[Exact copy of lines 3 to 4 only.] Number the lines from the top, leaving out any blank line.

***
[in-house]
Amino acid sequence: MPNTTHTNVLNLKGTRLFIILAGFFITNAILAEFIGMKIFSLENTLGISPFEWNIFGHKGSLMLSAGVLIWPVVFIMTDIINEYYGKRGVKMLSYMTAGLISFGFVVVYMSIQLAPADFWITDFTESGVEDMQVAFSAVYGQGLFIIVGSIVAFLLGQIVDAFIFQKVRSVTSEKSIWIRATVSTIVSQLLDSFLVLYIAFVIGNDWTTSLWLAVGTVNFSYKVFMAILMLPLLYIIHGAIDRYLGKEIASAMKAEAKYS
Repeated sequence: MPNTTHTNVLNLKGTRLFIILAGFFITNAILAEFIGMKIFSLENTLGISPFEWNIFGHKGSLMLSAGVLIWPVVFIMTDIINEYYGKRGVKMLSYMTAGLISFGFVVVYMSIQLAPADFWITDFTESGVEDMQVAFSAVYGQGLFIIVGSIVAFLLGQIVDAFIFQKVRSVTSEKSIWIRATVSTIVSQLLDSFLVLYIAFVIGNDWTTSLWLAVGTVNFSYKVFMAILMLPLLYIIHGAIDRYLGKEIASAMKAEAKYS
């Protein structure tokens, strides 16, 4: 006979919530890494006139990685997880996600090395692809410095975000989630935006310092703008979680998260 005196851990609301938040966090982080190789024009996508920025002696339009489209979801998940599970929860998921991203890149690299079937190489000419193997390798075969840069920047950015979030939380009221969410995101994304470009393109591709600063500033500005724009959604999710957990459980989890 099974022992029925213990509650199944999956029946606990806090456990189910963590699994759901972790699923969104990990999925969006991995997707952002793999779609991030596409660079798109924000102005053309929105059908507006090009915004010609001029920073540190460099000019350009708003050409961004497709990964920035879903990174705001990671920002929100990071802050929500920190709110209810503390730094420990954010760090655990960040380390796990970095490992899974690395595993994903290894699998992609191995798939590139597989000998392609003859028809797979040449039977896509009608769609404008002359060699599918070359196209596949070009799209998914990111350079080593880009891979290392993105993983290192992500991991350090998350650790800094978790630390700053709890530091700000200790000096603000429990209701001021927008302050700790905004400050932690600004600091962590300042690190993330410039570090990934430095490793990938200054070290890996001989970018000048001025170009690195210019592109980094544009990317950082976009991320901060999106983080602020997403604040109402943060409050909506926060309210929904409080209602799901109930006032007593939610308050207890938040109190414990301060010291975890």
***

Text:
Repeated sequence: MPNTTHTNVLNLKGTRLFIILAGFFITNAILAEFIGMKIFSLENTLGISPFEWNIFGHKGSLMLSAGVLIWPVVFIMTDIINEYYGKRGVKMLSYMTAGLISFGFVVVYMSIQLAPADFWITDFTESGVEDMQVAFSAVYGQGLFIIVGSIVAFLLGQIVDAFIFQKVRSVTSEKSIWIRATVSTIVSQLLDSFLVLYIAFVIGNDWTTSLWLAVGTVNFSYKVFMAILMLPLLYIIHGAIDRYLGKEIASAMKAEAKYS
């Protein structure tokens, strides 16, 4: 006979919530890494006139990685997880996600090395692809410095975000989630935006310092703008979680998260 005196851990609301938040966090982080190789024009996508920025002696339009489209979801998940599970929860998921991203890149690299079937190489000419193997390798075969840069920047950015979030939380009221969410995101994304470009393109591709600063500033500005724009959604999710957990459980989890 099974022992029925213990509650199944999956029946606990806090456990189910963590699994759901972790699923969104990990999925969006991995997707952002793999779609991030596409660079798109924000102005053309929105059908507006090009915004010609001029920073540190460099000019350009708003050409961004497709990964920035879903990174705001990671920002929100990071802050929500920190709110209810503390730094420990954010760090655990960040380390796990970095490992899974690395595993994903290894699998992609191995798939590139597989000998392609003859028809797979040449039977896509009608769609404008002359060699599918070359196209596949070009799209998914990111350079080593880009891979290392993105993983290192992500991991350090998350650790800094978790630390700053709890530091700000200790000096603000429990209701001021927008302050700790905004400050932690600004600091962590300042690190993330410039570090990934430095490793990938200054070290890996001989970018000048001025170009690195210019592109980094544009990317950082976009991320901060999106983080602020997403604040109402943060409050909506926060309210929904409080209602799901109930006032007593939610308050207890938040109190414990301060010291975890």